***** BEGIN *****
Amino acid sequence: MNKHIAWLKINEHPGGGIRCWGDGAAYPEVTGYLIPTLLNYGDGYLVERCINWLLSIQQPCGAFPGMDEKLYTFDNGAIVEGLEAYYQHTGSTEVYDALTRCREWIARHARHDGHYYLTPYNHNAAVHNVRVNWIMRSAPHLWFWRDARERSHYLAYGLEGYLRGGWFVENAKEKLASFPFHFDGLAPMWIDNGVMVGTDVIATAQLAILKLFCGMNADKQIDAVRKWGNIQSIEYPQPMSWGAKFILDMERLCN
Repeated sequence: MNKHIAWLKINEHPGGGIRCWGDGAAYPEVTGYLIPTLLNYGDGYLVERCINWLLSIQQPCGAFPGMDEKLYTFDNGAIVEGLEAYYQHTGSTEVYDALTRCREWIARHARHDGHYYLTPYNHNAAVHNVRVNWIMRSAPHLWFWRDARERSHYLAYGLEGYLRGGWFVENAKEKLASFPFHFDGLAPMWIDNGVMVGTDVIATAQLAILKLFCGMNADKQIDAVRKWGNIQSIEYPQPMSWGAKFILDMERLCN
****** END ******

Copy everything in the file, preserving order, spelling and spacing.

Amino acid sequence: MNKHIAWLKINEHPGGGIRCWGDGAAYPEVTGYLIPTLLNYGDGYLVERCINWLLSIQQPCGAFPGMDEKLYTFDNGAIVEGLEAYYQHTGSTEVYDALTRCREWIARHARHDGHYYLTPYNHNAAVHNVRVNWIMRSAPHLWFWRDARERSHYLAYGLEGYLRGGWFVENAKEKLASFPFHFDGLAPMWIDNGVMVGTDVIATAQLAILKLFCGMNADKQIDAVRKWGNIQSIEYPQPMSWGAKFILDMERLCN
Repeated sequence: MNKHIAWLKINEHPGGGIRCWGDGAAYPEVTGYLIPTLLNYGDGYLVERCINWLLSIQQPCGAFPGMDEKLYTFDNGAIVEGLEAYYQHTGSTEVYDALTRCREWIARHARHDGHYYLTPYNHNAAVHNVRVNWIMRSAPHLWFWRDARERSHYLAYGLEGYLRGGWFVENAKEKLASFPFHFDGLAPMWIDNGVMVGTDVIATAQLAILKLFCGMNADKQIDAVRKWGNIQSIEYPQPMSWGAKFILDMERLCN